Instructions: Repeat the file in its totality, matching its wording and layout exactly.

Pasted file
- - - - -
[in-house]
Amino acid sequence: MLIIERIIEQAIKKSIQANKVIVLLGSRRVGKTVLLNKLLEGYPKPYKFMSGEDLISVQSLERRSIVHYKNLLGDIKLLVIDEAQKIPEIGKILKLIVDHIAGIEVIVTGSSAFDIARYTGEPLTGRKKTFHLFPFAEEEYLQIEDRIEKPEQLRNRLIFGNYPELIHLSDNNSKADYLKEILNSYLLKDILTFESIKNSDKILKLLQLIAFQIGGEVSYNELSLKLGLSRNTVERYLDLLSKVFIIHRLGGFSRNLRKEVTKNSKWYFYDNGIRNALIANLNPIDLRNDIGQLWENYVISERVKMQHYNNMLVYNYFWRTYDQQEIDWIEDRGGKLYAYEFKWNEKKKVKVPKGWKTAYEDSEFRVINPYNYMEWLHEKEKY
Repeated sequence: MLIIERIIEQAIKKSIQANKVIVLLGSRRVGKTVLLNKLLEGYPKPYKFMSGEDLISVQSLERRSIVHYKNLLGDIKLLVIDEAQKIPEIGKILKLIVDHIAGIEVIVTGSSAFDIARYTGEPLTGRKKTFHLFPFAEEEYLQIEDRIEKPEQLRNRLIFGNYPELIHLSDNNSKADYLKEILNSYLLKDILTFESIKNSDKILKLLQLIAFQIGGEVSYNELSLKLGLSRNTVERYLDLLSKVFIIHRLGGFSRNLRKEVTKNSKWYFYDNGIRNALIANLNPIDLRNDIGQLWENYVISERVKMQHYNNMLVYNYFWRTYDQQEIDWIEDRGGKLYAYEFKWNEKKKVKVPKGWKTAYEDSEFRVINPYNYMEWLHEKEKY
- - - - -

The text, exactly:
[in-house]
Amino acid sequence: MLIIERIIEQAIKKSIQANKVIVLLGSRRVGKTVLLNKLLEGYPKPYKFMSGEDLISVQSLERRSIVHYKNLLGDIKLLVIDEAQKIPEIGKILKLIVDHIAGIEVIVTGSSAFDIARYTGEPLTGRKKTFHLFPFAEEEYLQIEDRIEKPEQLRNRLIFGNYPELIHLSDNNSKADYLKEILNSYLLKDILTFESIKNSDKILKLLQLIAFQIGGEVSYNELSLKLGLSRNTVERYLDLLSKVFIIHRLGGFSRNLRKEVTKNSKWYFYDNGIRNALIANLNPIDLRNDIGQLWENYVISERVKMQHYNNMLVYNYFWRTYDQQEIDWIEDRGGKLYAYEFKWNEKKKVKVPKGWKTAYEDSEFRVINPYNYMEWLHEKEKY
Repeated sequence: MLIIERIIEQAIKKSIQANKVIVLLGSRRVGKTVLLNKLLEGYPKPYKFMSGEDLISVQSLERRSIVHYKNLLGDIKLLVIDEAQKIPEIGKILKLIVDHIAGIEVIVTGSSAFDIARYTGEPLTGRKKTFHLFPFAEEEYLQIEDRIEKPEQLRNRLIFGNYPELIHLSDNNSKADYLKEILNSYLLKDILTFESIKNSDKILKLLQLIAFQIGGEVSYNELSLKLGLSRNTVERYLDLLSKVFIIHRLGGFSRNLRKEVTKNSKWYFYDNGIRNALIANLNPIDLRNDIGQLWENYVISERVKMQHYNNMLVYNYFWRTYDQQEIDWIEDRGGKLYAYEFKWNEKKKVKVPKGWKTAYEDSEFRVINPYNYMEWLHEKEKY